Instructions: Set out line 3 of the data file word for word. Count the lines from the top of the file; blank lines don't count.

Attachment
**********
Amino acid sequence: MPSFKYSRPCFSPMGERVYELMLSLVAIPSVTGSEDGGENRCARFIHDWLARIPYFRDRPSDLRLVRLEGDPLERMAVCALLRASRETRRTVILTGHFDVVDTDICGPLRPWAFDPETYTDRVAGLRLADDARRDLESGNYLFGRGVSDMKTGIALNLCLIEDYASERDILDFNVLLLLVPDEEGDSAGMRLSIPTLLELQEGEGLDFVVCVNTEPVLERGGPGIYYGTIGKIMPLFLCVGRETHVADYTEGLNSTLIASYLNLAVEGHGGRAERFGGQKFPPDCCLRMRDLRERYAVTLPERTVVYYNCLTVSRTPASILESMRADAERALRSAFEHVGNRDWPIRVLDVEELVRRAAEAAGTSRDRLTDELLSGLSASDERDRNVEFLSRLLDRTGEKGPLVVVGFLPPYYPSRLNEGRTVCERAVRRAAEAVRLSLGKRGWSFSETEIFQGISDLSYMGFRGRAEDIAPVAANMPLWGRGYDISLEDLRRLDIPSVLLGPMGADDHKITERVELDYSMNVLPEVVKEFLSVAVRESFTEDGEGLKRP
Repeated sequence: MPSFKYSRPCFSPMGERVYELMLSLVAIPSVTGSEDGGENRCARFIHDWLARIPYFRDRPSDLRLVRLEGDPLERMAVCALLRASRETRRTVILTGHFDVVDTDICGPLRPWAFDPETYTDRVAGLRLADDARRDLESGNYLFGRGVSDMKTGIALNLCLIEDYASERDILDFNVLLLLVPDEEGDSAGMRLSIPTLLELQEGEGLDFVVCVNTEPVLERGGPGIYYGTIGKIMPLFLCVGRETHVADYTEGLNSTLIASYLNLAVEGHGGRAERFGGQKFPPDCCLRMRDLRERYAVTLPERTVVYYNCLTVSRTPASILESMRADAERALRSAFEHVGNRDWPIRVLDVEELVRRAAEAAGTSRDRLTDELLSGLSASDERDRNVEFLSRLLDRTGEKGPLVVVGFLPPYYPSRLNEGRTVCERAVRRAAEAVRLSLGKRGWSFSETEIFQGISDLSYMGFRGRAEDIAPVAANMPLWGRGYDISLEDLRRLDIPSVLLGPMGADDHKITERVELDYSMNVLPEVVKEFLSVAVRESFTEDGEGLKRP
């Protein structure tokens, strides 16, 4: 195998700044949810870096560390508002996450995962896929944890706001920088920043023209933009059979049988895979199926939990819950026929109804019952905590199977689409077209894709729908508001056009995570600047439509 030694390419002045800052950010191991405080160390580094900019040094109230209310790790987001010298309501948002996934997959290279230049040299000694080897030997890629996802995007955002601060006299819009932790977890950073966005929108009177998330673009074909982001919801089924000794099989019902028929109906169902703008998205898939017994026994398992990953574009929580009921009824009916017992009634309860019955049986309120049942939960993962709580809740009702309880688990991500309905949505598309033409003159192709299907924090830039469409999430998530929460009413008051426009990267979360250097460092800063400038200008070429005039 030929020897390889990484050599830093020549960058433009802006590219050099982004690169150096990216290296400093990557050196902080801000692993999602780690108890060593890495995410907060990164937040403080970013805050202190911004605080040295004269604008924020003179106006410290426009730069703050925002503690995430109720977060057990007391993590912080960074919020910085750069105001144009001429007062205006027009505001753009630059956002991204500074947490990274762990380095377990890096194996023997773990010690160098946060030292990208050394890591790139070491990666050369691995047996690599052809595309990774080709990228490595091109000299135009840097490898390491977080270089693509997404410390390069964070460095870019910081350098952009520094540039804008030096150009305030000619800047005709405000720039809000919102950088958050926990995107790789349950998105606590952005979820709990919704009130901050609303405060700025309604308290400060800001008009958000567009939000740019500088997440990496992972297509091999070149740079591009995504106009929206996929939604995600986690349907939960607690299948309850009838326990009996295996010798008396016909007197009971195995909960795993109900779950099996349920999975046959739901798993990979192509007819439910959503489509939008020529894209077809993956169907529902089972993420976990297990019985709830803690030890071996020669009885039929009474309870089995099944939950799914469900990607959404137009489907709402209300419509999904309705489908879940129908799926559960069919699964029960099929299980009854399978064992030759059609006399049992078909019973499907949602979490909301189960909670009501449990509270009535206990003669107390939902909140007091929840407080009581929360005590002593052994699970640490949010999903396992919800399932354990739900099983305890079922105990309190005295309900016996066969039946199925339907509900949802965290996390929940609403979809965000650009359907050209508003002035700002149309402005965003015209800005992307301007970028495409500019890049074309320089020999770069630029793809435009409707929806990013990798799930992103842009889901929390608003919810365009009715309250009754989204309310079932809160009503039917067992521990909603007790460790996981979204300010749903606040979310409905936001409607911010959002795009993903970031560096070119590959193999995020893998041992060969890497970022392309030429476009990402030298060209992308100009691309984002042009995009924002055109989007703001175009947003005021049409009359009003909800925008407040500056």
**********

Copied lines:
């Protein structure tokens, strides 16, 4: 195998700044949810870096560390508002996450995962896929944890706001920088920043023209933009059979049988895979199926939990819950026929109804019952905590199977689409077209894709729908508001056009995570600047439509 030694390419002045800052950010191991405080160390580094900019040094109230209310790790987001010298309501948002996934997959290279230049040299000694080897030997890629996802995007955002601060006299819009932790977890950073966005929108009177998330673009074909982001919801089924000794099989019902028929109906169902703008998205898939017994026994398992990953574009929580009921009824009916017992009634309860019955049986309120049942939960993962709580809740009702309880688990991500309905949505598309033409003159192709299907924090830039469409999430998530929460009413008051426009990267979360250097460092800063400038200008070429005039 030929020897390889990484050599830093020549960058433009802006590219050099982004690169150096990216290296400093990557050196902080801000692993999602780690108890060593890495995410907060990164937040403080970013805050202190911004605080040295004269604008924020003179106006410290426009730069703050925002503690995430109720977060057990007391993590912080960074919020910085750069105001144009001429007062205006027009505001753009630059956002991204500074947490990274762990380095377990890096194996023997773990010690160098946060030292990208050394890591790139070491990666050369691995047996690599052809595309990774080709990228490595091109000299135009840097490898390491977080270089693509997404410390390069964070460095870019910081350098952009520094540039804008030096150009305030000619800047005709405000720039809000919102950088958050926990995107790789349950998105606590952005979820709990919704009130901050609303405060700025309604308290400060800001008009958000567009939000740019500088997440990496992972297509091999070149740079591009995504106009929206996929939604995600986690349907939960607690299948309850009838326990009996295996010798008396016909007197009971195995909960795993109900779950099996349920999975046959739901798993990979192509007819439910959503489509939008020529894209077809993956169907529902089972993420976990297990019985709830803690030890071996020669009885039929009474309870089995099944939950799914469900990607959404137009489907709402209300419509999904309705489908879940129908799926559960069919699964029960099929299980009854399978064992030759059609006399049992078909019973499907949602979490909301189960909670009501449990509270009535206990003669107390939902909140007091929840407080009581929360005590002593052994699970640490949010999903396992919800399932354990739900099983305890079922105990309190005295309900016996066969039946199925339907509900949802965290996390929940609403979809965000650009359907050209508003002035700002149309402005965003015209800005992307301007970028495409500019890049074309320089020999770069630029793809435009409707929806990013990798799930992103842009889901929390608003919810365009009715309250009754989204309310079932809160009503039917067992521990909603007790460790996981979204300010749903606040979310409905936001409607911010959002795009993903970031560096070119590959193999995020893998041992060969890497970022392309030429476009990402030298060209992308100009691309984002042009995009924002055109989007703001175009947003005021049409009359009003909800925008407040500056």